cover image Willie Nelson: A Graphic History

Willie Nelson: A Graphic History

Edited by T.J. Kirsch. NBM, $19.99 (88p) ISBN 978-1-68112-262-5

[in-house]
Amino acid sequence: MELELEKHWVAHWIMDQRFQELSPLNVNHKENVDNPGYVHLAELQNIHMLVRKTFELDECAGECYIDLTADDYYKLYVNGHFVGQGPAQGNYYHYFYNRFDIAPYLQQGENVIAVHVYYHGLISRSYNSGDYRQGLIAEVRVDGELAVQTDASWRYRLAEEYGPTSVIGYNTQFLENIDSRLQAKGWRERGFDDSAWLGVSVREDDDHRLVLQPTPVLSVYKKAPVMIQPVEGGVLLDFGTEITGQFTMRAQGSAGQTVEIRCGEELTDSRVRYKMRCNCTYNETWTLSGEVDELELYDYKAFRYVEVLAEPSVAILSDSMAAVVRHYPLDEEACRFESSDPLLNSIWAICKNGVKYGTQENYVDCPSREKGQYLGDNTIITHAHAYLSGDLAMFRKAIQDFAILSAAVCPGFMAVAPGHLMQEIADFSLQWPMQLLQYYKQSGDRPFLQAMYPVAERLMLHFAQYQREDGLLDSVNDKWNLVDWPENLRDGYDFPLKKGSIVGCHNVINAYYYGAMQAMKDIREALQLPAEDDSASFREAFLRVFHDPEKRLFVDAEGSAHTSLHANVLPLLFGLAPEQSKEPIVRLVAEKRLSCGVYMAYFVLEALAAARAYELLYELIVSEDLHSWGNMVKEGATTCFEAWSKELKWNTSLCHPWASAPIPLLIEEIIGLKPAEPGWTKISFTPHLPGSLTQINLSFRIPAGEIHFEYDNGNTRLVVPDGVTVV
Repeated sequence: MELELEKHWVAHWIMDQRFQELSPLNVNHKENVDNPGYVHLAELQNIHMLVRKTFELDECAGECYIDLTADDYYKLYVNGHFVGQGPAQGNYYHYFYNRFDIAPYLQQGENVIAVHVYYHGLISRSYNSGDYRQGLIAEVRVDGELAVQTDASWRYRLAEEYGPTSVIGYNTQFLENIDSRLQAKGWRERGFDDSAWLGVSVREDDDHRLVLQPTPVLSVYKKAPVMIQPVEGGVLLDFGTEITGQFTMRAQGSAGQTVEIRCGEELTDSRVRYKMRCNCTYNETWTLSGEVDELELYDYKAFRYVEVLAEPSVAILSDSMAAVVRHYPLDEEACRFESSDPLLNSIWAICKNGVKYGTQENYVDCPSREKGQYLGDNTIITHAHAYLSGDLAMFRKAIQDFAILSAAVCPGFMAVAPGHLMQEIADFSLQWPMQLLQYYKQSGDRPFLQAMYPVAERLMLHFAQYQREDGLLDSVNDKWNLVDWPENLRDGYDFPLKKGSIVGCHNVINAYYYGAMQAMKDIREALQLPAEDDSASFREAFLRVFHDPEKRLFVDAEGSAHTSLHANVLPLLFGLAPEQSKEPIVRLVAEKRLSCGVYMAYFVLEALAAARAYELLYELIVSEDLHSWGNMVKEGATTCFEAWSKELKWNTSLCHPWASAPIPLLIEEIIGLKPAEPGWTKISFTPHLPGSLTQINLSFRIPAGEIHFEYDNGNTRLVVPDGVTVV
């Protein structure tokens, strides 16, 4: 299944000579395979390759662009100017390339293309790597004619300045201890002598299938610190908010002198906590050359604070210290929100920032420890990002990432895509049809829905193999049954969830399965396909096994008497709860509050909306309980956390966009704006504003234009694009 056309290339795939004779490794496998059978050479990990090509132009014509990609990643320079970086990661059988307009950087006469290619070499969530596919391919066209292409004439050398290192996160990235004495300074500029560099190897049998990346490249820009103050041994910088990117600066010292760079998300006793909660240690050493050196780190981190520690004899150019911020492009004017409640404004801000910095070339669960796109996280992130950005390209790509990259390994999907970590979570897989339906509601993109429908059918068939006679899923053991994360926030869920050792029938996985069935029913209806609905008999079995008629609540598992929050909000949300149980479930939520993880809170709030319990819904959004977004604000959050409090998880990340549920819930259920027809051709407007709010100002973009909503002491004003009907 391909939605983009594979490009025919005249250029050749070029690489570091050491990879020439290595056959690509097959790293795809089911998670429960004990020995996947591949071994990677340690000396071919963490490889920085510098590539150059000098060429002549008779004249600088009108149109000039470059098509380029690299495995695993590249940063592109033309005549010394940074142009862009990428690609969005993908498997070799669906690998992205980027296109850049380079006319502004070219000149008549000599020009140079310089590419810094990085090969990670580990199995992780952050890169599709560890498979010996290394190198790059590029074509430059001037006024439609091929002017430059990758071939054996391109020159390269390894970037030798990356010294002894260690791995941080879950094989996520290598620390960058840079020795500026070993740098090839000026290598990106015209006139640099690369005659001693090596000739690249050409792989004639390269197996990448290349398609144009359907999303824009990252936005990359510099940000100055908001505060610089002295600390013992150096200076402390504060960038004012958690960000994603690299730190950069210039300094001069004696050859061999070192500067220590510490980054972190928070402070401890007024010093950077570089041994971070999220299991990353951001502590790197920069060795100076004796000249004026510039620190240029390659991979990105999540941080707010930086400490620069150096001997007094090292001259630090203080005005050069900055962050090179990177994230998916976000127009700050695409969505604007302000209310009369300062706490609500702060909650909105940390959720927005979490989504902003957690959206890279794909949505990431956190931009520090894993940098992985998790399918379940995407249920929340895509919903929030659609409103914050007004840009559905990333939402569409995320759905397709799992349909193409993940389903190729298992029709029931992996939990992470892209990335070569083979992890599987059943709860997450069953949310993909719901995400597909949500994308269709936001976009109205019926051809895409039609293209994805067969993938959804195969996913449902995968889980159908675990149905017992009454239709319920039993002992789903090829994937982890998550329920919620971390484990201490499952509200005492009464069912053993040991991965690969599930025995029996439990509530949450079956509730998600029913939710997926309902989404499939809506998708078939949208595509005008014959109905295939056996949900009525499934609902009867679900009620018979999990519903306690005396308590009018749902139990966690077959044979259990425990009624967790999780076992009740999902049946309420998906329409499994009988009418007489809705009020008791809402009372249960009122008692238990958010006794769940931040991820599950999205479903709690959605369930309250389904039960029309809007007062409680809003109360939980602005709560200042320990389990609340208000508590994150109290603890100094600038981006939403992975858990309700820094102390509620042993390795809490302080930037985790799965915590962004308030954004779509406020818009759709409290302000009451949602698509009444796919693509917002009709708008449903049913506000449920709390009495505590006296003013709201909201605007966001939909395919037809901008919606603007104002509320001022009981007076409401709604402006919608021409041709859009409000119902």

This anthologized graphic bio packs the eventful 60-plus-year career of the deceptively laid-back dynamo musician Willie Nelson into such a slim package that the attempt can’t help but fall short. Taking a uniformly upbeat approach, Kirsch (Pride of the Decent Man) and a half dozen other artists (each illustrating a chapter in styles ranging from moody to simplistic) start with Nelson’s small-town Texas childhood and his wandering, “sometimes wildly contradictory” young adulthood during which he taught Sunday school and began enjoying marijuana. Despite his laconic persona, Nelson is a scrappy hustler, singing and playing guitar in seemingly any bar with a stage and shilling his DJ recordings. After years of struggle, he moves to Nashville and grinds away as a songwriter, finally getting a hit when Patsy Cline records “Crazy.” Uncomfortable with the Nashville industry machine’s “forced polishings,” Nelson returns to Texas in the 1970s, where his eccentric style brings together “hippies and rednecks” and helps birth the “outlaw music” genre. Nelson’s later decades—founding Farm Aid and supergroup the Highwaymen, and hitting setbacks such as owing the IRS more than $16 million—are flatly recounted (though marital affairs add some drama). It’s a just-the-highlights approach, which, despite evident enthusiasm for Nelson, can’t quite capture the enduring appeal of the “elder statesman” of country. (Sept.)